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$3M In Parking Revenue Keeps Budget Afloat 

This car in the Clinton Avenue lot in Huntington village was ticketed and booted Wednesday.

All that loose change you keep for the parking meter can really add up – possibly up to $3 million.

The Town of Huntington’s Public Safety department anticipates bringing in more than $3 million in revenue in 2014 from increased parking meter fees and aggressive enforcement of parking rules.

According to the town’s 2014 budget proposal released on Monday, income for the Public Safety department, which enforces parking codes, is expected to generate about $3.6 million in revenue, making up 1.96 percent of the town’s total revenue in 2014.

Although the town fell over $900,000 short from their $2.3-million estimate in anticipated revenue from parking meter fees for 2013, next year the town expects to bring in $1.8 million in income after increasing hourly meter fees from $0.25 to $1.

Town spokesman A.J. Carter said Wednesday that the increase will be implemented sometime by the end of the year when digital muni-meter systems are installed in core areas of the village.

The budget also indicates that additional meters will be installed at “selected town parking facilities,” generating an anticipated $1.5 million in new revenue.

About $1.25 million in revenue will come from parking violation fines, as compared to the $940,000 in revenue the town made in 2013.

According to Carter, the town did not meet its mark in anticipated revenue this year because officials held off on enforcing an increased ticket fine schedule for violations due to expired or unpaid meters.

Although there are no official long-term plans to hire additional code enforcement personnel, Carter said, the public safety department estimates in the budget that they will write 25,000 parking summonses in 2013, as opposed to the 14,000 issued in 2012. Carter said the department currently employs four part-time employees.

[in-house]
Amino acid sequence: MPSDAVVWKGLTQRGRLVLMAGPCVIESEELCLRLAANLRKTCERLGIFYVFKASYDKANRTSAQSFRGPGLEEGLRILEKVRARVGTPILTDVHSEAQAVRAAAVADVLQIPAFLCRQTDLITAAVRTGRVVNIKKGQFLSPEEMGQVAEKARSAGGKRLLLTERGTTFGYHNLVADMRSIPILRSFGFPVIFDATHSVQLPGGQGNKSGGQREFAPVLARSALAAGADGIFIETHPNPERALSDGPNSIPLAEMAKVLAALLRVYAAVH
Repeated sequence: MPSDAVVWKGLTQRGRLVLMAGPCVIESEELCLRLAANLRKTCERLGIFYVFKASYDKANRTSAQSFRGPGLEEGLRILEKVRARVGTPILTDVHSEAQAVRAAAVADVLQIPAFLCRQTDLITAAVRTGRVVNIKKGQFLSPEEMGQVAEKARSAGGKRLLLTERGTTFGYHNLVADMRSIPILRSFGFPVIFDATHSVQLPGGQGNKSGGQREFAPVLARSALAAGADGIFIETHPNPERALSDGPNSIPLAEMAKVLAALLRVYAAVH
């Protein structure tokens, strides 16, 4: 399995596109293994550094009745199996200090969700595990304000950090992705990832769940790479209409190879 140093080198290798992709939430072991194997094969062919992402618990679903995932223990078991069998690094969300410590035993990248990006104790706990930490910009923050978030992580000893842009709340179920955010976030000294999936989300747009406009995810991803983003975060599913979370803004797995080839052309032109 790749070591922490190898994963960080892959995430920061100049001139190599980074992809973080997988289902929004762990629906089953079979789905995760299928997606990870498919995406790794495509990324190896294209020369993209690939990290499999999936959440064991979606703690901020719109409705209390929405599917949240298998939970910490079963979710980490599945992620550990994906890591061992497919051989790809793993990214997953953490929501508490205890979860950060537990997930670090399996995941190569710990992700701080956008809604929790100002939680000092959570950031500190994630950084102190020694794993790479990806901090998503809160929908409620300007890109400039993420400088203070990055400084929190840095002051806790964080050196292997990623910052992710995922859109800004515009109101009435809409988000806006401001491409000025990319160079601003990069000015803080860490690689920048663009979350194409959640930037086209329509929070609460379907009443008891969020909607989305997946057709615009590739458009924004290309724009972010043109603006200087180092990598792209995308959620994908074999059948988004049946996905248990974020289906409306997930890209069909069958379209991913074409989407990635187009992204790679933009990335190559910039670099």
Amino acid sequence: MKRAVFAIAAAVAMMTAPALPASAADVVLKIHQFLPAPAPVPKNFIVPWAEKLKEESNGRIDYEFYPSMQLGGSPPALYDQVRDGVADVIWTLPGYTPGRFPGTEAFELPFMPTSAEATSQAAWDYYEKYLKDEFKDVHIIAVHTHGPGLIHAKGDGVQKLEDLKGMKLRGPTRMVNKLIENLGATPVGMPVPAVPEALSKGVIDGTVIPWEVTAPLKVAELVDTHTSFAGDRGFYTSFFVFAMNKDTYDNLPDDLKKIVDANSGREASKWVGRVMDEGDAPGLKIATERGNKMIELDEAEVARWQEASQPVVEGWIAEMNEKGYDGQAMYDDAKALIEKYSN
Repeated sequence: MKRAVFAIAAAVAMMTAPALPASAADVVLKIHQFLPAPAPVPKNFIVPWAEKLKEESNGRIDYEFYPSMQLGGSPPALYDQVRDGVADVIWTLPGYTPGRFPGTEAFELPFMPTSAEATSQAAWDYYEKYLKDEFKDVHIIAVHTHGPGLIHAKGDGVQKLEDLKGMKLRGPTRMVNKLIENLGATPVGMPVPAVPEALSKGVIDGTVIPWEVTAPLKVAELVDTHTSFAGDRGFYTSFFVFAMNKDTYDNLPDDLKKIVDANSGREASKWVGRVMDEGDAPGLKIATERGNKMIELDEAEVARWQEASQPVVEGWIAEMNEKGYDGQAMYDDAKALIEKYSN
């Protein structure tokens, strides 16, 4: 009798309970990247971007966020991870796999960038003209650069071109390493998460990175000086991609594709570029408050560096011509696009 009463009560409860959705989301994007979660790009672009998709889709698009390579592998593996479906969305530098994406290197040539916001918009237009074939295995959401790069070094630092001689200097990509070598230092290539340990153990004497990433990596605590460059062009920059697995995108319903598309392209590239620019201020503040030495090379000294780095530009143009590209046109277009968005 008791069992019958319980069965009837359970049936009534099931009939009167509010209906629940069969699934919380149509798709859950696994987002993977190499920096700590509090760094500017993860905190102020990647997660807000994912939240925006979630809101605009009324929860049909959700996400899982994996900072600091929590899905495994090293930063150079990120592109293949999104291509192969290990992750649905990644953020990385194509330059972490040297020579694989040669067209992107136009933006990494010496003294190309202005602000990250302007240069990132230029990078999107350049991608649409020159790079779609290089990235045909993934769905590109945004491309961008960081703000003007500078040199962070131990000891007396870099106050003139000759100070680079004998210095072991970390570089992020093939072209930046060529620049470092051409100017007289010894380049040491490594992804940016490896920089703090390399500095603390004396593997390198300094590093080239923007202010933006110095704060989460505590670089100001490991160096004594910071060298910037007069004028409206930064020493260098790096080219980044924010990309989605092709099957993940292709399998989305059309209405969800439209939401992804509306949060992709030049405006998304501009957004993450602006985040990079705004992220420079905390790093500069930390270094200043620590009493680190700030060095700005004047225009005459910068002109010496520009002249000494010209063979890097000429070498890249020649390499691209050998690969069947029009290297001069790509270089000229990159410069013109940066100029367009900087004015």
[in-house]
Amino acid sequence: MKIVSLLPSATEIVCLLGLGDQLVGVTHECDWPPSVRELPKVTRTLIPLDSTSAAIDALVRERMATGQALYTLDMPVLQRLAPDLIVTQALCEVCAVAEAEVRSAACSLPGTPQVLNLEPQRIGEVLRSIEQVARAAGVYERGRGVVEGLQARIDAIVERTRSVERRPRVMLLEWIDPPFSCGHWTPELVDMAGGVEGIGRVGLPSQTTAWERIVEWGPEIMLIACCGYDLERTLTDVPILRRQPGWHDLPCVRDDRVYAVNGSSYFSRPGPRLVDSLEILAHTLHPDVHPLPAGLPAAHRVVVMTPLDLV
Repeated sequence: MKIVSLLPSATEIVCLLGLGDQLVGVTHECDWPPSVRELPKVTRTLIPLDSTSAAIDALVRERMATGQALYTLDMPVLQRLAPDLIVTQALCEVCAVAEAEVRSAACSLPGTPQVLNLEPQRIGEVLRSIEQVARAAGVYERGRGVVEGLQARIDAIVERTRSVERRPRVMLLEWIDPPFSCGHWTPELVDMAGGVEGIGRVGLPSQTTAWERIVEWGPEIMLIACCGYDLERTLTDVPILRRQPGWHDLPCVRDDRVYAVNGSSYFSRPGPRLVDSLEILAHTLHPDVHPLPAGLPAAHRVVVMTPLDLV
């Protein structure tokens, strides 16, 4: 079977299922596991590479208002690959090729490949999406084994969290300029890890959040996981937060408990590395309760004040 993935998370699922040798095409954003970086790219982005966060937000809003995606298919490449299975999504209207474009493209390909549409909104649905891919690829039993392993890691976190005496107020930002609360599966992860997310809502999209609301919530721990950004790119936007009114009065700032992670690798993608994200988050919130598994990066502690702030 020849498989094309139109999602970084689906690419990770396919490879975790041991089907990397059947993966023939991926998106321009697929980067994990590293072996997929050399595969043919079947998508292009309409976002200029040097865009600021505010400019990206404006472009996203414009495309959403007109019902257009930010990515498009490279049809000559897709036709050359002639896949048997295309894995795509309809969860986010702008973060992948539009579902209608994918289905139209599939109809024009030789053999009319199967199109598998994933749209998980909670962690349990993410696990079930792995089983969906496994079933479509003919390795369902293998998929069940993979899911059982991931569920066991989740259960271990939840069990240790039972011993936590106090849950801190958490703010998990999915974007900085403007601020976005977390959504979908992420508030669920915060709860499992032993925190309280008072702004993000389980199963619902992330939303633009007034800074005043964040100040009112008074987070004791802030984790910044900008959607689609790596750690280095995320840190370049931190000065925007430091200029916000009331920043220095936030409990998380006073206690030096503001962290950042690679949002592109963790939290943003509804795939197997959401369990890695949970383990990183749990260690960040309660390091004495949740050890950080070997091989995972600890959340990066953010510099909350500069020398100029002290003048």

The town is also looking to invest in an extensive parking ticket management system that includes online ticket management software, five handheld ticket writers with built-in printers, and a web-based payment feature. The handheld ticket writers will be an upgrade from the handwritten tickets the public safety officials currently use to issue violation notices, the spokesman said.

Carter said Wednesday that he did not know the financial scope of the investment, but vendors will provide the town with estimates by Oct. 18.

As of Jan. 1, 2013, the spokesman said, code enforcement officials began enforcing two-hour parking limits at some municipal town lots by issuing “friendly reminder” warnings or in some cases, tickets.

Rarely, Carter said, does the town boot cars for violations. It is a practice only used in severe cases when drivers have an excessive number of outstanding, unanswered parking summonses, he said, adding that on average, about 12 cars are booted in the town per year because of outstanding parking fines.

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